I recently coauthored a couple of papers on trends in environmental data (Curtis and Simpson, in press; Monteith et al., in press), which we estimated using GAMs. Both papers included plots like the one shown below wherein we show the estimated trend and associated point-wise 95% confidence interval, plus some other markings. The coloured sections show where the estimated trend is changing in a statistically significantly manner, i.e. where a 95% confidence interval on the first derivative (rate of change) of the trend does not include 0. That particular figure and the others in the papers were drawn using the lattice package (Sarkar, 2008), but I could just have easily used ggplot2 (Wickham, 2009) instead. I was recently asked via email how I produced the figures in the paper. Rather than just reply to that email, I thought I’d knock up a quick post for my blog to show how it was done.

Figure 1: Nitrate concentrations in rainfall at upland UK deposition monitoring sites showing estimated trend and point-wise 95% confidence interval. Periods of significant increase (blue) or decrease (red) are indicated by the coloured sections of the trend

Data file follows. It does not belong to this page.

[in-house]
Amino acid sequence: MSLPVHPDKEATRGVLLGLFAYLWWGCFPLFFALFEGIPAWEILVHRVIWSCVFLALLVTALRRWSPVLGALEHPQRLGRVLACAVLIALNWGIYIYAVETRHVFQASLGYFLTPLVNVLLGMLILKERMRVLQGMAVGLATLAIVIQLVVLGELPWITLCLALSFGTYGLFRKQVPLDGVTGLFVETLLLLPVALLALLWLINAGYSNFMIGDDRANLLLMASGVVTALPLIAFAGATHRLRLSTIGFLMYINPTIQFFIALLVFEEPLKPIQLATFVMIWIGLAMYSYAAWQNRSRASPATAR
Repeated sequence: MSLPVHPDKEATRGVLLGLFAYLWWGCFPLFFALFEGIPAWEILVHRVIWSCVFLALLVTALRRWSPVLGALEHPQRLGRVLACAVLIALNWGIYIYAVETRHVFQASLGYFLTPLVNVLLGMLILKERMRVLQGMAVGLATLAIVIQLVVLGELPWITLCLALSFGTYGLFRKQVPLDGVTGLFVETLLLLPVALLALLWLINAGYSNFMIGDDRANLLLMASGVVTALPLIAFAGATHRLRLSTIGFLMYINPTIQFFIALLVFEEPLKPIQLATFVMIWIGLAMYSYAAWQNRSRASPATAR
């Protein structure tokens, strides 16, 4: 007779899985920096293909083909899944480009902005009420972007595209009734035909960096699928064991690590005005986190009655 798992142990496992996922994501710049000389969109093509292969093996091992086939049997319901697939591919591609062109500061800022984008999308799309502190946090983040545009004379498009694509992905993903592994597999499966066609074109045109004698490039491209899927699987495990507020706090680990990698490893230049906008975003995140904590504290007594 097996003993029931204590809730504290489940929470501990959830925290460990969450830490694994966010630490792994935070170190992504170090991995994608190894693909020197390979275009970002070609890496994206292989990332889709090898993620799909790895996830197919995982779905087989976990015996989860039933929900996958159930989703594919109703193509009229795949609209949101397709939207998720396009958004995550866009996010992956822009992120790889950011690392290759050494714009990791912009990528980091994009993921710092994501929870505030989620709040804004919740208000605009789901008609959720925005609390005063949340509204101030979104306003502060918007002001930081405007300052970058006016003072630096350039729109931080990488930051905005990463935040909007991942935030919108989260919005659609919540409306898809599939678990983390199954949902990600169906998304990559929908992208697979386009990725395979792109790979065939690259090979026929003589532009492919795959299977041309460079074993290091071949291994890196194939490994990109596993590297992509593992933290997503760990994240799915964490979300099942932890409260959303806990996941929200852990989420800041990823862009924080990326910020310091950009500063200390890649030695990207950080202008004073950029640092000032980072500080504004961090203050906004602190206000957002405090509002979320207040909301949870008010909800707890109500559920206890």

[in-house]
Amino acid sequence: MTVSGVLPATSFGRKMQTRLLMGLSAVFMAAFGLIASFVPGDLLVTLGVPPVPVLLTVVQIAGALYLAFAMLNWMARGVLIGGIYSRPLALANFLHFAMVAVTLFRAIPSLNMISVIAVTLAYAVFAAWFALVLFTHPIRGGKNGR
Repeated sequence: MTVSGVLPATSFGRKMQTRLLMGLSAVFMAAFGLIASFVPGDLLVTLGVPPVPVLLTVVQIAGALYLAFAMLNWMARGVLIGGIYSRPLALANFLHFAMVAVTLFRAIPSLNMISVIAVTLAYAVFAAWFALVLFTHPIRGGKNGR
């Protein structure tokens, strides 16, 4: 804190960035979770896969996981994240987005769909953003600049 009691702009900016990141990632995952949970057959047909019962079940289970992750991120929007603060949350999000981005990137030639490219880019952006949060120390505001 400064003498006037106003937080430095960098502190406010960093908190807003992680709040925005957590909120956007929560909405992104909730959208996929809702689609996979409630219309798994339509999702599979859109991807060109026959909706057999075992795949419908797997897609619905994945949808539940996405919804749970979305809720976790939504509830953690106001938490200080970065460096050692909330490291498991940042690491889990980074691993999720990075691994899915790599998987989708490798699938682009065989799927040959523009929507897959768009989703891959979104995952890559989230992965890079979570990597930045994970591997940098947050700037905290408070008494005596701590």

Figure 1: Nitrate concentrations in rainfall at upland UK deposition monitoring sites showing estimated trend and point-wise 95% confidence interval. Periods of significant increase (blue) or decrease (red) are indicated by the coloured sections of the trend

For the purposes of this post, I’m not going to show how we fitted the time series models. Instead I’m just going to show some dummy data (two random walks) that illustrate how the data need to be arranged for the plotting code I’m going to use. To start then, create the dummy data we’ll use to draw some plots